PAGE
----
Likewise, progressives can demand audits of the Pentagon, cost-effective analysis of missions, strengthening of defense acquisition procedures, reduced armaments and manpower, and discontinuation of obsolete arsenalry. Oddly enough, these are all suggestions made in 2010 by the Sustainable Defense Task Force, which was populated by mostly conservative analysts. The most important focus for progressives is to advocate the balancing of military spending against diplomatic efforts, intelligence gathering, police action, cultural exchange and education. The budget of the State Department (which encompasses many of these measures) is less than 10 percent of the military budget. If progressives demanded a formula to balance the two efforts, it would force policymakers to better balance efforts for peaceful solutions versus warlike impulses. If the ratio were 75 percent military and 25 percent State Department, the Department of Homeland Security, the CIA and the like, it would double resources devoted to these efforts without gutting defense.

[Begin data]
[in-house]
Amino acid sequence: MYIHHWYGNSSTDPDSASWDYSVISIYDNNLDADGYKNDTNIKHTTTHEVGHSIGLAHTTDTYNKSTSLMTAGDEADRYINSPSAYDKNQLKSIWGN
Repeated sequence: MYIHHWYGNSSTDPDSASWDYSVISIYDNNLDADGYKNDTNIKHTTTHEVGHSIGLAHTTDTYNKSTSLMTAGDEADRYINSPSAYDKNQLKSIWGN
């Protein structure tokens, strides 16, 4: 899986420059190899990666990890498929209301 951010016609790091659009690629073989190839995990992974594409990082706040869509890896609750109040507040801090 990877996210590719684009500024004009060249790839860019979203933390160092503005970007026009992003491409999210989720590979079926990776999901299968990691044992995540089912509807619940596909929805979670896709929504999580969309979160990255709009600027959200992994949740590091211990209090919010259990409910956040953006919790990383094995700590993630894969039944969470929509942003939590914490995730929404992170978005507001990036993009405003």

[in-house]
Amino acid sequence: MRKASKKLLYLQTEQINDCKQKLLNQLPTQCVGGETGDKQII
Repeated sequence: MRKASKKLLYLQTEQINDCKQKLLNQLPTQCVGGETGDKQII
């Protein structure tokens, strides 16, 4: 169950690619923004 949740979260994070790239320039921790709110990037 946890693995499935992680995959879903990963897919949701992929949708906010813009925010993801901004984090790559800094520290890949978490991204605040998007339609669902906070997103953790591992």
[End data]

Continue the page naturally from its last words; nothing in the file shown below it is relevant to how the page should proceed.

Third, advocate foreign policy objectives that realistically assess the forces in the world and the level of U.S, engagement desired. The biggest single foreign policy conundrum for progressives is the desire to advocate for human rights, democratic institutions and free markets. The problem is that these goals are unobtainable in many parts of the world. It is hard to imagine, for example, that China could have evolved its current rate of economic development without an autocratic political system. How does a population that massive move from 5,000 years of dynastic warfare and automatically become democratic? Similarly, how can the U.S. expect to achieve any semblance of stability in the Middle East when religious differences, tribalism and ethnic diversity defy our understanding? Progressives should be advocating a containment policy that allows for economic, cultural, educational, travel and security options without dictating the terms of a civil society. Likewise, progressives should advocate for tariffs and duties to enforce our attitudes about cheap labor, unsafe working conditions and political oppression.